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Updated considerations on Christian doctrine
The change of doctrine is an expansion that moves in many directions at once, both forwards and backwards in the context of the present.
As I go through a sort of deconstruction, I’m trying to work through the key principles of my Christian belief and how I express it. One key question concerns Christian doctrine: what type of thing is it? I’ve laid out five principles for my present approach to doctrine, and discussed these principles in relation to developments in the Nicene Creed below.
1. Christian development is integrative.
What is true must have, in some way, always been true. There must be a continuity, such that Christian articulations today do not cut us off from Christianity across the ages. One of my concerns is the ways in which Christians today can talk about “finally getting it” in ways that are fundamentally condescending to historical Christian communities, the Gospels, and even the words of Christ. There is no time in which the Church has “finally arrived,” whether that time be the middle ages or post-Vatican II. Rather, the Church is always arriving. The Church is in a constant state of arrival, in new times, places, cultures, and lives. These changing and new contexts may bring out particular strengths and challenges in the Church, but one must be very cautious in saying that one time or context is per se better than another.
2. Christian doctrine develops.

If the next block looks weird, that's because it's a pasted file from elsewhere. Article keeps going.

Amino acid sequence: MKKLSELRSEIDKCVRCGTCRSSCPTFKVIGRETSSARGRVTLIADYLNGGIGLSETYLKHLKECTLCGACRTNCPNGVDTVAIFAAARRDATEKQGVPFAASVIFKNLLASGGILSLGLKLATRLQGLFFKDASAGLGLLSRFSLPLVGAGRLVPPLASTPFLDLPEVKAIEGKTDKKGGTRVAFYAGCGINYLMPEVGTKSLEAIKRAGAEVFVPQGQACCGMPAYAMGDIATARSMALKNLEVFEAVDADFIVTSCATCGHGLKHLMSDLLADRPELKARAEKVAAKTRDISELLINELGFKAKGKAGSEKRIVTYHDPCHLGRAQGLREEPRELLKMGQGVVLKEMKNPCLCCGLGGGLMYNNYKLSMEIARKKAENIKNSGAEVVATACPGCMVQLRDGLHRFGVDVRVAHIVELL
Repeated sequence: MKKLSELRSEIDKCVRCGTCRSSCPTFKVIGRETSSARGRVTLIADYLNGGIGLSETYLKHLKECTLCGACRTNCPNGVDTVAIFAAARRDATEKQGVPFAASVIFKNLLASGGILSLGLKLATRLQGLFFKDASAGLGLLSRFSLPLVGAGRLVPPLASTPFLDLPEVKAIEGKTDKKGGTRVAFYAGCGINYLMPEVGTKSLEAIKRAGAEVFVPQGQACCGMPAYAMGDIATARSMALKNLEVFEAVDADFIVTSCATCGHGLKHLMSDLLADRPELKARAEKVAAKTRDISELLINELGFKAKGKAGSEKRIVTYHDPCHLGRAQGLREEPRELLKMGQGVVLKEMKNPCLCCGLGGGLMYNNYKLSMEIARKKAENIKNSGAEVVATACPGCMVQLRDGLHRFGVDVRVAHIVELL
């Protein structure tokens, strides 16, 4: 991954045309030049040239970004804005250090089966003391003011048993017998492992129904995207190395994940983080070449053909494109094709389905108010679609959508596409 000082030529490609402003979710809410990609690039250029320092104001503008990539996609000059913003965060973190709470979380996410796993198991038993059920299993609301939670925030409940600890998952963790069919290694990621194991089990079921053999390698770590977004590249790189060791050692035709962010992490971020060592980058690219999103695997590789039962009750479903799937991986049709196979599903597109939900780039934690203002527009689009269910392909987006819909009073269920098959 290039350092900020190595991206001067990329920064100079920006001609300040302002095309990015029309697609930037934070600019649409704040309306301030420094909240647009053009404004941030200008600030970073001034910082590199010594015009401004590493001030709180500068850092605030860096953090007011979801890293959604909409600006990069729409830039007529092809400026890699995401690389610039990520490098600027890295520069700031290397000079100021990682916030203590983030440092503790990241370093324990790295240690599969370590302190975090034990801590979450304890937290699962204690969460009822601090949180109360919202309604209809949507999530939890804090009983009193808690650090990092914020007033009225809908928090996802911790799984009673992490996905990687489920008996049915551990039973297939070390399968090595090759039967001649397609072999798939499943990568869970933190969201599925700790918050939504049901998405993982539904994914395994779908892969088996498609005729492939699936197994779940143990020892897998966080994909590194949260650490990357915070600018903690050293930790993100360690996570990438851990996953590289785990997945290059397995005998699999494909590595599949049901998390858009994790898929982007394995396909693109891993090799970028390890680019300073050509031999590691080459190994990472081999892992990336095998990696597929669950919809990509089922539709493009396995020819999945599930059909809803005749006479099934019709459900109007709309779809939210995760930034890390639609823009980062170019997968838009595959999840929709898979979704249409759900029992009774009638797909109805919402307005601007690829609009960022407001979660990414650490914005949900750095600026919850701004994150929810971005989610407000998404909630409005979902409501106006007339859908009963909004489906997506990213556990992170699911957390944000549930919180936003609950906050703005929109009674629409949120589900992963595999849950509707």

Christian doctrine does develop, and often is ways that can be surprising and unexpected. The tendency of the Church alive is to expand.
3. Orthodoxy should be a dynamic principle.
Charity remains the paramount Christian virtue. Charity is the virtue by which we will ultimately be judged and is ultimately the virtue by which Christians are recognized (John 13:35). Charity is a principle of Christian doctrine, because it stands above doctrine as something which orders and moves the Christian life. For these and other reasons, constant preoccupation with orthodoxy is a vice, as is a constant preoccupation with others’ orthodoxy. Preoccupations with orthodoxy tend towards heterodoxy. I do believe, with Mary Karr, that when it comes to “cafeteria Catholicism,” “we’re all cafeteria everything.” Orthodoxy is a pursuit, rather than an achievement. And it is something that will come out more fruitfully when arising out of charity, rather than arising out of a concern with being correct. Doctrines, as John Cavadini once put it, should be lights on the pathway to charity.
4. The bishop is owed some form of obedience, and this informs doctrine somehow.